Today, December 8th, 2017, would have been Gregg Allman’s 70th birthday. A few months back, the mayor of Macon, GA pronounced the day to henceforth and forever be known as “Gregg Allman Day.” So this seemed like as good a time as any to review and discuss Gregg’s final album, Southern Blood, which has gotten a Grammy nomination for best “Americana” album.
Like Bowie when he recorded Blackstar, when Gregg recorded this album he knew his time on earth was limited. Due to his ill health, Gregg was only able to record for a few hours each day. Don Was produced the album and said, “Gregg was explaining his life and making sense of it, both for the fans who stood with him for decades and for himself. The album was everything he hoped for and then some.”
Gregg recorded the album at FAME studios in Muscle Shoals, Alabama, the same studio where brother Duane first made his reputation as an ace studio player. It was also where the Allmans did some of their early rehearsals. There was a nice sense of coming full circle on this album.
The album consists largely of covers by some of Gregg’s musical heroes – Dylan, Lowell George, Willie Dixon – and his longtime friend Jackson Browne. One of the few original tunes on the album is one that Gregg co-wrote with his guitarist Scott Sharrard.
It’s called “My Only True Friend,” and it’s Gregg talking about how his life is that life on the road of the true musician. Sharrard says he wrote it in the voice of Duane speaking to him. It kicks the album off and has a real nice soulful feel to it. Nothing you haven’t heard Gregg due a thousand times but I instantly dug it:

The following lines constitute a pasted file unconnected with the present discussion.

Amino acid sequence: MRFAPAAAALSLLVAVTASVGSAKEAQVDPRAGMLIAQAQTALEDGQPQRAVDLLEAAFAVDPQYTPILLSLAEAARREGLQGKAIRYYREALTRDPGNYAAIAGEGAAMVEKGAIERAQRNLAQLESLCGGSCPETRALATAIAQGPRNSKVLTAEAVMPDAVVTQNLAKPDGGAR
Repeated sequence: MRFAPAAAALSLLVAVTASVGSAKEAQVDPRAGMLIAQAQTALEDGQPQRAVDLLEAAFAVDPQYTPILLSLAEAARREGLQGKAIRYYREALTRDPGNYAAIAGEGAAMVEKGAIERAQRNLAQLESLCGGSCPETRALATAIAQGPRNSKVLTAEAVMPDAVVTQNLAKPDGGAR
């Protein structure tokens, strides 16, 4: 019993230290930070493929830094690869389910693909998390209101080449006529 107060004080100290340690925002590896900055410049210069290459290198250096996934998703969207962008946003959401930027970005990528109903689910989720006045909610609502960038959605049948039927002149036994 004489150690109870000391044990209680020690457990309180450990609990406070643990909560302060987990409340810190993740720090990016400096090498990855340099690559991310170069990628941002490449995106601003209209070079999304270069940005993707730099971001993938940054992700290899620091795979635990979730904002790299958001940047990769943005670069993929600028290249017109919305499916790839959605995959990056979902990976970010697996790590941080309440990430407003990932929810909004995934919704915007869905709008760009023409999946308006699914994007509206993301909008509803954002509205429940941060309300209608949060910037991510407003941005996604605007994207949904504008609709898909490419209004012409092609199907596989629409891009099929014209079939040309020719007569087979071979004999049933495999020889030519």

I hope you’re haunted by the music of my soul
When I’m gone
Please don’t fly away and find you a new love
I just can’t face living this life alone
I can’t bear to think this might be the end
But you and I both know the road is my only true friend
There are probably a few too many slow, elegiac songs to call this album anything like a rocker or a blues raver. But Gregg was first and foremost a blues singer. And here he pulls off (in a lower register) the Willie Dixon tune, “I Love the Life I Live.” Gregg always had a thing for horns and here there’s a nice horn section with a baritone solo.
Per Sharrard, “The Allman Brothers Band was his brother’s vision. Gregg would frequently say to me that he and his brother had a vision together for another Little Milton, Bobby Bland sort of band with horns when they were teenagers.” (There are horns on some of the outtakes from At Fillmore East. Duane loved a good sax.) This is the kind of tune the ladies sway to in the clubs.
The whole purpose of this recording was not just another album but a meditation on Gregg’s life. Even though he didn’t write most of the tunes, these songs are pieces of him that together tell a story.
Another nice uptempo song is Sharrard’s “Love Like Kerosene.”
Well I know I’m not a young man
And it’s time to settle down
But oh my mind gets so messed up
Every time she comes around
She’s like bad, bad whiskey
The devil in a feverish dream
Well I’m not sleepin’ near the fire
Her love’s like kerosene
The final song on the album is called “Song for Adam.” It’s a Jackson Browne tune from his debut 1972 album. (Browne sings harmony on this.) While the song had nothing to do with Duane, according to Was, Gregg was clearly thinking of his brother when he sang it.
In fact, he chokes up at about 4:20, unable to sing the next lines. Gregg never got to re-record the lines and so it was left in as is:
What can I say? This is a really fine album, closer to Laid Back than to any Allmans album and a nice remembrance of Gregg.
Rest in peace, brother.